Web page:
EFSA established in 2010 the Network for Risk Assessment of Nanotechnologies in Food and Feed to enhance cooperation, exchange of information and risk assessment prioritisation,between EFSA and EU MS’son nanomaterials.
The specific objectives of this Network are to:
- Facilitate harmonisation of assessment practices and methodologies by sharing best practices of risk assessment, discussing ongoing issues in risk assessment to avoid duplication and divergent opinions, and discussing new guidance under development or developed for risk assessment of applications of nanotechnologies;
- Enhance exchange of information and data between EFSA and MS by discussing issues of availability and quality of data required for risk assessment purposes, sharing information and experience in data collection and surveillance, and identifying and mapping expertise in specific areas and on specific issues for risk assessment of applications of nanotechnologies;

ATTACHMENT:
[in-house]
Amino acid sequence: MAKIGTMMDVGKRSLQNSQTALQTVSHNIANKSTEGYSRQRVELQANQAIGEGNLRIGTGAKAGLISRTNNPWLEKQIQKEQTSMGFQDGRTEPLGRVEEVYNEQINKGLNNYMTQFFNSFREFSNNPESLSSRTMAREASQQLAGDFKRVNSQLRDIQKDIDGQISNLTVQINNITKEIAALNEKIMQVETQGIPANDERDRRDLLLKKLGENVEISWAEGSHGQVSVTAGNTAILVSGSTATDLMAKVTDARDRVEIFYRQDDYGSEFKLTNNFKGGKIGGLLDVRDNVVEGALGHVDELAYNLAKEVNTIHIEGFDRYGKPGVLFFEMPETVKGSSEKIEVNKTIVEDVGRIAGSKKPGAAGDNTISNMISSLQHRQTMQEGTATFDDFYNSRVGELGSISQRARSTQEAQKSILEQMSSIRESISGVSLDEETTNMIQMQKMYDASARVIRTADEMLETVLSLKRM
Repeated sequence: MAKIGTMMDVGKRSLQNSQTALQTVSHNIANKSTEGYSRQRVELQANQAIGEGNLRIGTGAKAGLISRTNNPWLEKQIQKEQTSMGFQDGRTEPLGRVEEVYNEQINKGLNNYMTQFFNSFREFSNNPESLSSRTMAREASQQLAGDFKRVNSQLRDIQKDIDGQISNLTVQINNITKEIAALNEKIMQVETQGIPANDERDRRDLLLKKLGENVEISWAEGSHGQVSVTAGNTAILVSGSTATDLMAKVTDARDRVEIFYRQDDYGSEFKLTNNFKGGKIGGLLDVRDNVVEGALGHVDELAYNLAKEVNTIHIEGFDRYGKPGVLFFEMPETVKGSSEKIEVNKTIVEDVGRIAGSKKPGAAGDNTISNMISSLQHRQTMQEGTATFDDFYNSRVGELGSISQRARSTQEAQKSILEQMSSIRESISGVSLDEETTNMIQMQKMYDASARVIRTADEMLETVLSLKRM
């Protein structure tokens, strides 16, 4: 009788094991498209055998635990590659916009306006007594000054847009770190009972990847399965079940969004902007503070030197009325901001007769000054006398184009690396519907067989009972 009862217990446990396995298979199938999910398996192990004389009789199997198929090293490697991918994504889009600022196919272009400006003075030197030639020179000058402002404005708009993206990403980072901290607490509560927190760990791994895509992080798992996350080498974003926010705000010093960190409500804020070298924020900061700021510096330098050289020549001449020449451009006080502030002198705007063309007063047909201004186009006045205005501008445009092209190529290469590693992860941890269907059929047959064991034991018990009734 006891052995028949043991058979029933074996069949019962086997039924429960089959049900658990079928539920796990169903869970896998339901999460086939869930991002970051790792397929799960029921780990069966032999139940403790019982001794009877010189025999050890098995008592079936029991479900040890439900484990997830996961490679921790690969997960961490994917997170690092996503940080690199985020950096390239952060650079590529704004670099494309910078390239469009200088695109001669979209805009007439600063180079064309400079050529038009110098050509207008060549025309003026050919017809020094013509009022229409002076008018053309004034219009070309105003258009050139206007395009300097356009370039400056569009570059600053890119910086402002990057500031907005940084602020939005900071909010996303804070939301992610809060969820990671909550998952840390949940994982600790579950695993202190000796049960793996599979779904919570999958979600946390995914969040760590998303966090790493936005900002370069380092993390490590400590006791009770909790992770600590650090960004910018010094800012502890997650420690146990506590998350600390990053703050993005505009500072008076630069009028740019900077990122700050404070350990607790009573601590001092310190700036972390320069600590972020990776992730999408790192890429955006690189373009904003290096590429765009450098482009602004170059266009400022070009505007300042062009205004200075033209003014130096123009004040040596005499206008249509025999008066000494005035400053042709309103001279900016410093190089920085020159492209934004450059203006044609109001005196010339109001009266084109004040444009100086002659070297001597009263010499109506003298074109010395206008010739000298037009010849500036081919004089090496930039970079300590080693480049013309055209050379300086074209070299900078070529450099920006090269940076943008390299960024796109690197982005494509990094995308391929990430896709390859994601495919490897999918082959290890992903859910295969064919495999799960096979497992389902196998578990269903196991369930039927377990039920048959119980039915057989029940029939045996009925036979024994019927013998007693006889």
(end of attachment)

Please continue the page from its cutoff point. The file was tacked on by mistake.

- Achieve synergies in risk assessment activities by discussing priorities for risk assessment and new scientific developments and identifying priority research needs and common themes and areas for mutual cooperation.
Upon request from the European Commission, the Scientific Committee subsequently provided in April 2011 guidance for assessing the potential risks arising from applications of nanoscience and nanotechnologies to food, feed and pesticides.
During 2017, the Network contributed to the draft guidance document for risk assessment of nanotechnologies in the food and feed chain: Part 1, human health, which will be ready to be launched for public consultation from January-March 2018.
The publication of this annual report informs the public, stakeholders and research communities about elements of risk assessment that need expert advice or further development.
EFSA is closely following developments in the area of nanotechnologies in food and feed in order to address the need to provide further specific guidance where possible. However, there is however still a lack of data and a lack of harmonized and validated methodologies on crucial elements of the risk assessment.